4.4.1. Metric Name o a value of 1 means that it was observed by Ha (similar to 'send by
Src') and observed by Hb ( similar to 'received by Dst').
Type-P-Spatial-One-way-Jitter-Vector This definition of Type-P-segment-Packet-loss-Stream is similar to
the Type-P-Packet-loss-Stream defined in [RFC2680] excepted that in a
Type-P-segment-Packet-loss-Stream the rules of the point of interests
Ha and Hb are symetrical: The asumption that a set of packets are
going from Ha to Hb does not apply to Type-P-segment-Packet-loss-
Stream because as the host path digest is dynamic each packet has its
own host path digest.
4.4.2. Metric Parameters Making the asumption that the host path digest of a Type-P-spatial-
Packet-loss-vector does not change and that the set of (Hk, Hk+1)
tuples is mostly stable over time lead to unusable results and to the
introduction of mistakes in the metrics aggregation processes. The
right approach consists in carefully scrutening the path ordering
information to build sample with elements of vectors sharing the same
properties in term of Ha and Hb and 'Ha to Hb'. So a measure of
Type-P-spatial-Packet-loss-vector differs from a Type-P-Packet-loss
one in that it produces different samples of packet loss over time.
+ Src*, the IP address of the sender. The semantic of a Type-P-segment-Packet-loss-Stream defines 2 new
results:
+ Dst*, the IP address of the receiver. o A value of Lk of 2 (1,0) corresponds to a mistake in the ordering
of Ha and Hb over the path coming either from the configuration
(asumption on the path) or from the processing of the vectors: bad
scrutening of the path ordering information, or some other mistake
in the measure or the reporting. It is not in the scope of this
document to go in further details which are mostly implementation
dependent. This value MUST not be used to compute packet lost
statistics.
+ i, An integer which ordered the hosts in the path. o A value of Lk of 3 (1,1) corresponds to a lost of the packet in
upper segment of the path.
+ Hi, exchange points of the path digest. 5.3. A Definition of a sample of One-way Ipdv of a segment of the path
+ T1*, the time the first packet was sent. This metric defines a sample of ipdv between a pair of hosts of a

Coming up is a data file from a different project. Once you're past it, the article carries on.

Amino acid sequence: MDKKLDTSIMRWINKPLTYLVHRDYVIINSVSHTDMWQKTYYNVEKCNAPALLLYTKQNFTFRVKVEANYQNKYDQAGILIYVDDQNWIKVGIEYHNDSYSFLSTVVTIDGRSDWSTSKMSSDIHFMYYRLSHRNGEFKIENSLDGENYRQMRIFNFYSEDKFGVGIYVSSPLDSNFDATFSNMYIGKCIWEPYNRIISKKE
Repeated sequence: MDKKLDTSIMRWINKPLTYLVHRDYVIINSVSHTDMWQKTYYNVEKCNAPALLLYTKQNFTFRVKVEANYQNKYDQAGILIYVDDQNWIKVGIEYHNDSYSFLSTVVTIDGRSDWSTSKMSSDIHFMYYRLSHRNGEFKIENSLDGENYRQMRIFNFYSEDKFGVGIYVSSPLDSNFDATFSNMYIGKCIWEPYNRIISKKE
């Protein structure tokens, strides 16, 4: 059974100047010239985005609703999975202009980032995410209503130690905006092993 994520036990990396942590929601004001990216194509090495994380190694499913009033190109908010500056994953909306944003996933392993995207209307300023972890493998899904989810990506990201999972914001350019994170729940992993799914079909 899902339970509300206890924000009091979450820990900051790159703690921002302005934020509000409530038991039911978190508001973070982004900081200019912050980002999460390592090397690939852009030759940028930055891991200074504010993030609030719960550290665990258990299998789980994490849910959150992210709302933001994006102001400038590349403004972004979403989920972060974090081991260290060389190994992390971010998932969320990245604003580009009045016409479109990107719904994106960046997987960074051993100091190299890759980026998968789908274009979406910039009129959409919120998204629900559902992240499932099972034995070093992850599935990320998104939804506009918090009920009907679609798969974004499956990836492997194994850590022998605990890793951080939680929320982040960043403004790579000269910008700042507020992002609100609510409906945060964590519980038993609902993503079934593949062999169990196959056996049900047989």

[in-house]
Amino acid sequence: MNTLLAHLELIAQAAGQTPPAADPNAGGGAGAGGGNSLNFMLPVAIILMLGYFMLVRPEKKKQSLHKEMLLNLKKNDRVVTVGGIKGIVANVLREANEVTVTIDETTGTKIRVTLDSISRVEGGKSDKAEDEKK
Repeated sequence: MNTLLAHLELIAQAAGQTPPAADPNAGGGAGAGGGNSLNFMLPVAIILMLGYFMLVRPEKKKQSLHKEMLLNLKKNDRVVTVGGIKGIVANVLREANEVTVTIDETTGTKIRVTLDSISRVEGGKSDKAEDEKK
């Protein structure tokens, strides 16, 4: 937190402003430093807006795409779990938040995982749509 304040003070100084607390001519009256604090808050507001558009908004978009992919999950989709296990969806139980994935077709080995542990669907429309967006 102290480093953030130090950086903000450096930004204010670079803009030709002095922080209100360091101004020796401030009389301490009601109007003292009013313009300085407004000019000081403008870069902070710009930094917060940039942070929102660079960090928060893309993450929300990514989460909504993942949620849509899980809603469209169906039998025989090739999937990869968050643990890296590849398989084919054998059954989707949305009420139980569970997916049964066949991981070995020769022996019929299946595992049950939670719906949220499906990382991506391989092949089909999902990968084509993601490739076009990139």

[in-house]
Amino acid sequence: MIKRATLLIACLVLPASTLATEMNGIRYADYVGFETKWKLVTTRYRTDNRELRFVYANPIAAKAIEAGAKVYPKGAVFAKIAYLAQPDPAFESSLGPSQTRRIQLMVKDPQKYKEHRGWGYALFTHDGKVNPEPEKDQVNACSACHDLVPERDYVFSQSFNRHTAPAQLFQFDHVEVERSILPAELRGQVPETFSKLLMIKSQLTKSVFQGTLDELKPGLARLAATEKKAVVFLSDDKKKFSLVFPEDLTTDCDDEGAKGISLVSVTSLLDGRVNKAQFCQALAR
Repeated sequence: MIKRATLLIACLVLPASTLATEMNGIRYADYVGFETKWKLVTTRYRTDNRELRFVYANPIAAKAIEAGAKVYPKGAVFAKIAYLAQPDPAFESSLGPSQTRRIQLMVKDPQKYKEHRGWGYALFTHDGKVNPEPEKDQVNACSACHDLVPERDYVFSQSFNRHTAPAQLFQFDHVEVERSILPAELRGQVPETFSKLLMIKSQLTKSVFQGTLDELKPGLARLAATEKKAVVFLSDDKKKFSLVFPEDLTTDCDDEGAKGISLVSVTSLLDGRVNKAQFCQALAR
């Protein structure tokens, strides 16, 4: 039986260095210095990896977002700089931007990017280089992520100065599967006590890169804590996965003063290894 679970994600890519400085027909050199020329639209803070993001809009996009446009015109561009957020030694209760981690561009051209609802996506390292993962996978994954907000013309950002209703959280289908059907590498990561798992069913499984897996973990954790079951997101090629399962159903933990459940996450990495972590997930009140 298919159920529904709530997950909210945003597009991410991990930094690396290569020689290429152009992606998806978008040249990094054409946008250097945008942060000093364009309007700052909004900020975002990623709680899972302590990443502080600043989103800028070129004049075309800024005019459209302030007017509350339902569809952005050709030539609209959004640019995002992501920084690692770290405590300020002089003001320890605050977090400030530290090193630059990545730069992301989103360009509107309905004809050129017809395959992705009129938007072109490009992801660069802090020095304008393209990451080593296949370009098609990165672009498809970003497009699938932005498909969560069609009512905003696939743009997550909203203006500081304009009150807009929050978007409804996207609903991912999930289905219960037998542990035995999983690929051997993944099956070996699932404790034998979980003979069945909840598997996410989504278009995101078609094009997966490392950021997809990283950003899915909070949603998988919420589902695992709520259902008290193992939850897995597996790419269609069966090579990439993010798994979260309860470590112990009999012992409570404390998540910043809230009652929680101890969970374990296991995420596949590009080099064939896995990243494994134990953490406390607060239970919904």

path.
+ T2*, the time the second packet was sent. Editor note: work in progress
+ P, the specification of the packet type. 5.3.1. Metric Name
+ P1, the first packet sent at time T1. Type-P-Segment-Ipdv-Stream
+ P2, the second packet sent at time T2. 5.3.2. Metric Parameters
+ <Src, H1, H2,..., Hn, Dst>, a path digest. 5.3.3. Metric Units
+ <T1,dT1.1, dT1.2,..., dT1.n,dT1>, 5.3.4. Definition
the Type-P-Spatial-One-way-Delay-Vector for packet sent at
time T1;
+ <T2,dT2.1, dT2.2,..., dT2.n,dT2>, 5.3.5. Discussion
the Type-P-Spatial-One-way-Delay-Vector for packet sent at
time T2;
+ L*, a packet length in bits. The packets of a Type P 5.4. Discussion on Passive Segment Metrics
packet stream from which the
Type-P-Spatial-One-way-Delay-Vector metric is taken MUST
all be of the same length.
4.4.3. Metric Units A pure passive spatial measure is the measure of a spatial metric
based on the observation of user traffic instead of packets dedicated
to the measure.
A sequence of times. This section discusses the applicability of pure passive measurement
methodology (e.g. without injecting test traffic as described by
PSAMP documents [draft-ietf-psamp-sample-tech-10.txt]) to measure
spatial metrics.
4.4.4. Definition To permit comparison and discussion, we firstly define pure passive
measurement methodology following the spirit of IPPM framework
[RFC2330] and the methodology of [RFC2679]. Then we propose several
passive metrics complying to this framework.
Given the Type-P packet having the size L and sent by the sender Src 5.4.1. A methodololy for passive segment metrics
at wire-time (first bit) T1 to the receiver Dst in the path <H1,
H2,..., Hn>.